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The Future of Motorsport? It's Not as Clear Cut as That.

After both Mercedes and Porsche announce Formula E programmes, it would make sense that the championship is the future of motorsport, right?

By Jake CallaghanPublished 6 years ago 4 min read
Photo (@FIAFormulaE)

It's been quite the fortnight for the world's premier electric racing series.

Current Formula 1 champions Mercedes-Benz announced that their DTM programme will cease at the end of the 2018 season, and will be replaced by an entry into the 2019/20 Formula E season.

Mere days later, Porsche announced that they would be withdrawing their LMP1 programme in the FIA World Endurance championship, following sister brand Audi into the all-electric open wheel championship.

This brings Formula E's manufacturer teams up to eight which double the amount of Formula One's factory teams, which is currently four.

Then there was the finale.

In a turn of events no one could have predicted, reigning champion Sebastien Buemi produced the defining moment of the season after the first race in Montreal, Canada.

After a very mixed race, which saw Buemi carve through the field with slightly broken steering, Buemi leaped out of his car in Parc Ferme and went on a rampage, first arguing with Andretti driver Antonio Felix Da Costa, then team mate Robin Frijns, before squaring off against Audi Sport Abt's Daniel Abt. [Video Below]

With media coverage most championships could only dream of, a large helping of controversy, and more manufacturers than most top tier series combined, surely Formula E is the long term future for racing.


Formula E is an excellent series, and a great test bed for developing electric technologies. However, what it doesn't yet have in the regulations is total freedom. All of the cars currently use the same base chassis, and development is controlled by the series. As a result, it can be difficult to see the point in manufacturer entries when the cars are, on the surface, very similar. At least to a casual fan anyway.

In my opinion, the future of motorsport does lie in electric racing but to explain it, we must first look at an unlikely source of inspiration—GT3 racing.

For those unfamiliar, GT3 is a set of regulations for production based sports and super cars. The cars are closer to road cars than purpose built racing machinery, and have brands such as Aston Martin, Ferrari, Mercedes, Audi, Bentley, and Porsche, offering factory support to independent outfits, and selling cars to customers throughout the world.

The formula is incredibly popular, with the Blaincpain Endurance Series gathering a reputation for producing some of the finest sportscar racing on the planet, racing on some of the most prestigious tracks in Europe.

GT3 class cars are also used in many national championships, as the flagship class in the UK's British GT Championship and Germany's ADAC Masters series. The cars also make up the GTD class in IMSA's endurance series, and many GT3 cars feature in the Pirelli World Challenge, proving the class can produce exceptional racing in the United States of America too.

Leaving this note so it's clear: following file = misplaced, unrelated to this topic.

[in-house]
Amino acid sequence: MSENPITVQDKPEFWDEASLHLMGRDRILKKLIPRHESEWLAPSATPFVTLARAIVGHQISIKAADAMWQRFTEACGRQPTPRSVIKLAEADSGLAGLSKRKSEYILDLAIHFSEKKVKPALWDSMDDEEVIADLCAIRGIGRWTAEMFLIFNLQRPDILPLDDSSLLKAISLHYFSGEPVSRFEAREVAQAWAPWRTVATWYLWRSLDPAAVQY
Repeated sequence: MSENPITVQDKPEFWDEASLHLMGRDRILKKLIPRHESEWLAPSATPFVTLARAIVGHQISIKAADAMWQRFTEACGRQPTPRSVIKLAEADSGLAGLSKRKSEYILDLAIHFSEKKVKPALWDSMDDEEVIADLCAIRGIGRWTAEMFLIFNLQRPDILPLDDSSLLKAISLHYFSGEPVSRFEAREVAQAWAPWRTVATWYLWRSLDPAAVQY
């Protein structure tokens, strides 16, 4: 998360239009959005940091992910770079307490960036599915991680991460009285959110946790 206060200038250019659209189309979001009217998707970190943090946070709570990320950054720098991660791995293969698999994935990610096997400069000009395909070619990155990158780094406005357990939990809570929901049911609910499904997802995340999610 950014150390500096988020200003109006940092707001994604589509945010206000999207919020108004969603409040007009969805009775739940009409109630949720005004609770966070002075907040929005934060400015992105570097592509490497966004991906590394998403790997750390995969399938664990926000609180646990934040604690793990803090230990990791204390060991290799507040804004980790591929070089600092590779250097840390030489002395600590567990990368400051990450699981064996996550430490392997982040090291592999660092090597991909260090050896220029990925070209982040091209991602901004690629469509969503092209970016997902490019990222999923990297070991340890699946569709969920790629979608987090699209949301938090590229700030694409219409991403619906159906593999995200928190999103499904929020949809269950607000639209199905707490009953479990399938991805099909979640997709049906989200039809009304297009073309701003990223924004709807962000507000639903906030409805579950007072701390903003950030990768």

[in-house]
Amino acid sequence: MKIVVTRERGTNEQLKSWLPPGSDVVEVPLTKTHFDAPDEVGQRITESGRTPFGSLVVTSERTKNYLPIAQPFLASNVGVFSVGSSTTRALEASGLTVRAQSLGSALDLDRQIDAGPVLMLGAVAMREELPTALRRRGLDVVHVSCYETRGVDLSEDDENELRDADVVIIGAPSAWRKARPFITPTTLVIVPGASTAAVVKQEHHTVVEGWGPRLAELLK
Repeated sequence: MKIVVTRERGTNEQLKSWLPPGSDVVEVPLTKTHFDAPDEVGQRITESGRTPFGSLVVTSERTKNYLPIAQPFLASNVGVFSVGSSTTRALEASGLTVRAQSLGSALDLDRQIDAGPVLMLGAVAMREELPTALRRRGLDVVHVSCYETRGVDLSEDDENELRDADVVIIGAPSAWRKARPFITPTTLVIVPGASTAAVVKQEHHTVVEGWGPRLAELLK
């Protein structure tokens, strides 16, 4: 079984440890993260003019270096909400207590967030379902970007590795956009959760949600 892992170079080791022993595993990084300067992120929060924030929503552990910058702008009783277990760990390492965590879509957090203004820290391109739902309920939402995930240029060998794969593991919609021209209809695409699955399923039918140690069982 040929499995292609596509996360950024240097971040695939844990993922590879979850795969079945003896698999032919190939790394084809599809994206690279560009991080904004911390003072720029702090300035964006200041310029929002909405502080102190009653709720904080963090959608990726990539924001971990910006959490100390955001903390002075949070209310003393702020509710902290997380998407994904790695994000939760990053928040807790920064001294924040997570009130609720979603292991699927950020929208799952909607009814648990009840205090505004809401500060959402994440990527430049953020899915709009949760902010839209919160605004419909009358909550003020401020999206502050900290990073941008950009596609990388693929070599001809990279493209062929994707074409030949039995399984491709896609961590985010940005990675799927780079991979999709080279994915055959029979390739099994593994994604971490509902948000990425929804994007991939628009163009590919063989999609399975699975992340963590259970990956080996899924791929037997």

So how difficult would it be to simply take the GT3 regulations, but with electric power?

Porsche are believed to be working on an electric 911, and Mercedes have already made an electric SLS AMG. Aston Martin are testing out an all-electric Rapide, whilst Audi debuted an all electric R8 last year.

The downside currently, is the range of the batteries. For example, the legendary Spa 24 Hours race, the Super Bowl for GT3 cars if you will, is still a long way off from becoming an all electric affair, unless a team is willing to spend 12 hours racing and 12 hours charging.

Despite this, it hasn't stopped an all electric GT series being pitched.

eGT debuts in late November at Paul Ricard, using identical race prepared Tesla Model S machines. According to the official website, the cars develop nearly 800 brake horsepower, and nearly 1000 newton metres of torque.

Photo: (electricgt.co)

While it would be easy to doubt eGT as just a one-make race series with no future, it is even easier to forget that the first season of Formula E also used identical cars.

Importantly, eGT has gone beyond a normal racing series and has created an infrastructure, which in theory, should attract exciting new blood to the series.

Launching alongside eGT is an electric kart, with the intention to use a karting championship to produce the stars of the future to gain the series a reputation for nurturing young talent. Alongside this, a sim racing initiative called "VirDual" has been announced, which sees to indicated a close tie up between reality and virtual racing in the series.

Despite looking promising, I have my doubts over eGT. The series is less than four months away and there is no solid confirmed teams or drivers, though a calendar has been revealed for the 2017/18 season.

Whether it becomes a success or not, eGT is a step in the right direction. While Formula E will continue to develop the technology, GT racing will allow manufacturers to use it in cars which are much closer to the ones that you can buy in a showroom.

After all, there's an old saying in motorsport: "Race on Sunday, sell on Monday," and electric GT racing could be just the thing manufacturers need to convince a skeptical majority about the merits of electric cars.


About the Creator

Jake Callaghan

Motorsports fan and Journalism student. Talks a lot about cars, politics and video games. That British guy.

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